Pew! Pew! Pew! That what’s going through my mind as I write this article, Youtuber and real-life inventor Patrick Priebe has created a stunning piece of gear that looks like it came straight out of the film itself.
The gadget is an Iron Man glove that has the ability to fire an ejecting shell out of it and has a fully functional burning lase; it also has a lower power red laser from the back too. The YouTuber said that he made the glove in anticipation of the new Avengers: Age of Ultron movie. Priebe tells us in the demo of his glove that the outside is made from aluminium and then painted red. The slugs firing mechanism is made from brass. He said in the video: “When you make a slide with moving parts, you want it to be as smooth as possible and brass is awesome for that.”
Of course, the lasers are the best part of the invention. The blue 700mw laser can burst balloons and burn wood in the video with no effort at all; the red laser that is on the back is a much less powerful version that runs at 300mw but can still pop balloons with no trouble.
Priebe states that the whole project took him three weeks to complete, I think that’s pretty impressive considering the amount of work put in and complexity of the device. Priebe sells all sorts of gadgets on his website, might be worth a look!
Thank you Cnet for providing us with this information.
The founder fo Grado Labs and inventor of stereo moving-coil cartridge, Joseph Grado, has passed away at the age of 90. Joseph Grado held over 48 patents in the audio system category and the company is mostly known for its high-end headphones now.
To turntable laymen, the cartridge is the needle assembly and it is responsible for converting the analog grooves in the vinyl into an electric signal, and it is they key to the sound quality.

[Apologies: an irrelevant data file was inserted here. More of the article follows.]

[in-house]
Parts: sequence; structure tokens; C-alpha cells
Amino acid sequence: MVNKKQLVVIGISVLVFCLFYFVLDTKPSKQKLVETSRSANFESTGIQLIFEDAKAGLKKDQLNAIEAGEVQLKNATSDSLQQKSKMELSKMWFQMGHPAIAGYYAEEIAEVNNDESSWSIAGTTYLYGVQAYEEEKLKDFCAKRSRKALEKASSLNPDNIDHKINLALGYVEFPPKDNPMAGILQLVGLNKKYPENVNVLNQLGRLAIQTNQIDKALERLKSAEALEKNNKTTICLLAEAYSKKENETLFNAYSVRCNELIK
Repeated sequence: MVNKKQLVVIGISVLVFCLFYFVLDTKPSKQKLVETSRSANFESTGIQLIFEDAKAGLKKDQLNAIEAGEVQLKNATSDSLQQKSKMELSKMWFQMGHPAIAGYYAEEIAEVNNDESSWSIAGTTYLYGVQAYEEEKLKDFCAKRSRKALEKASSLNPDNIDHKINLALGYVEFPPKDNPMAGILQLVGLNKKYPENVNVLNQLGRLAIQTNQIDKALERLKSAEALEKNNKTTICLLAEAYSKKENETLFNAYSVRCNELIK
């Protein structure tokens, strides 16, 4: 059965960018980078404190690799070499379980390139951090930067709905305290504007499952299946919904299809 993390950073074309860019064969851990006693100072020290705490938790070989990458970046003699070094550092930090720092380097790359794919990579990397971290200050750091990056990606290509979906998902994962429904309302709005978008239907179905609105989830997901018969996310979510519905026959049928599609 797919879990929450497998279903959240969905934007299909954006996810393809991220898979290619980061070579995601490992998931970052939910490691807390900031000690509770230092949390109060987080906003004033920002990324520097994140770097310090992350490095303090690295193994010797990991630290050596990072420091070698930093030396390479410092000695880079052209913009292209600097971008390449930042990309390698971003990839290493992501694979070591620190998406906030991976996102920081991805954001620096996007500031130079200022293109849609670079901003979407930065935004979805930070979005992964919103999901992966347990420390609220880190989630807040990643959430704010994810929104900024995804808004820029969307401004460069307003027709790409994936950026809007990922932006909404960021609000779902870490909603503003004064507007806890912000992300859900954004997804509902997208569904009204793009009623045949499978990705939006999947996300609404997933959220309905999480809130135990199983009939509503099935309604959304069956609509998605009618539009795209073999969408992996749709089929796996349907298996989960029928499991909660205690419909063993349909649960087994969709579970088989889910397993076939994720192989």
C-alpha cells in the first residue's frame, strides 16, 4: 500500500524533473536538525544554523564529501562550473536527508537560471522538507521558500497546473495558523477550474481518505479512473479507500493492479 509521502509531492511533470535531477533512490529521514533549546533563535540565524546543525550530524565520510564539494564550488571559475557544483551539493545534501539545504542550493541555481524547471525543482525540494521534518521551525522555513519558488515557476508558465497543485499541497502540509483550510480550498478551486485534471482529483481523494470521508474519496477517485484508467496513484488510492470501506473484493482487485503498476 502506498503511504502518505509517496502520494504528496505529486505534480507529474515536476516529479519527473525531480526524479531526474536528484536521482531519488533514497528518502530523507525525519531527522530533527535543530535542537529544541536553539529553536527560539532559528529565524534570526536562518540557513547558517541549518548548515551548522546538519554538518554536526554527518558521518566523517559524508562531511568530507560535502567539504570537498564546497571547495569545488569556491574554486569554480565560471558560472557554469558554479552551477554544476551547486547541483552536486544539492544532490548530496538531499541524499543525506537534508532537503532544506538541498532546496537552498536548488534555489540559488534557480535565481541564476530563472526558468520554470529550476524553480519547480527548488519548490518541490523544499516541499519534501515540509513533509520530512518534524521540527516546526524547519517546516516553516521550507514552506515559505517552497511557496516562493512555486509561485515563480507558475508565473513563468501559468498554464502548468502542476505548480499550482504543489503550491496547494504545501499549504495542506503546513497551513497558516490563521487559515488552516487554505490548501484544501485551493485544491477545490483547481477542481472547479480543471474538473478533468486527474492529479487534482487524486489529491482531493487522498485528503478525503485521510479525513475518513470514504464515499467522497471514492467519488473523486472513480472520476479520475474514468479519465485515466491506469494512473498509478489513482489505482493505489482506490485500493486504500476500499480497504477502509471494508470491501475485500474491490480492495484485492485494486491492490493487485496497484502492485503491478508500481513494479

Grado didn’t start out in the audio business but was a watchmaker working for Tiffany & Co. In 1953, he started making phono cartridges on the kitchen table before taking over his father’s grocery store two years later and turning it into a factory.
That building is still the company headquarter today, but Joseph Grado sold the company to his nephew who still runs it together with his son.
While Joseph Grado might not be the most familiar name, the evolution of recorded music might have looked different without him. May he rest in peace.
Thanks to GradoLabs for providing us with this information
Ralph Bear, the inventor of the home video game console died on Saturday at the age of 92. Born in Germany on March 8, 1922, he and his family immigrated with to the US on the eve of World War II and settled in New York in 1938. At first Baer found a job in a factory making leather goods, but after seeing an advertisement for a correspondence course in radio electronics he became a radio service technician in 1940.
Bear served for the military intelligence in London during WWII and used the GI Bill to get a Bachelor of Science in television engineering from the American Television Institute of Technology in 1949. Baer went to work at Sander in 1956, remaining with the defense contractor until his retirement in 1987. Baer held 50 US patents and about 100 worldwide and has designed a number of early video games, including Ping-Pong, Handball and Soccer, as well as the memory skill game, Simon.
Baer began exploring the possibility of playing video games on a TV screen while working as an engineer at a defense contractor in 1966. The result was the “Brown Box” prototype for what would become the Magnavox Odyssey: The first home gaming console. His invention helped transform computer gaming and created the foundation for what we have and all love today.
May he RIP.
Thanks to Cnet for providing us with this information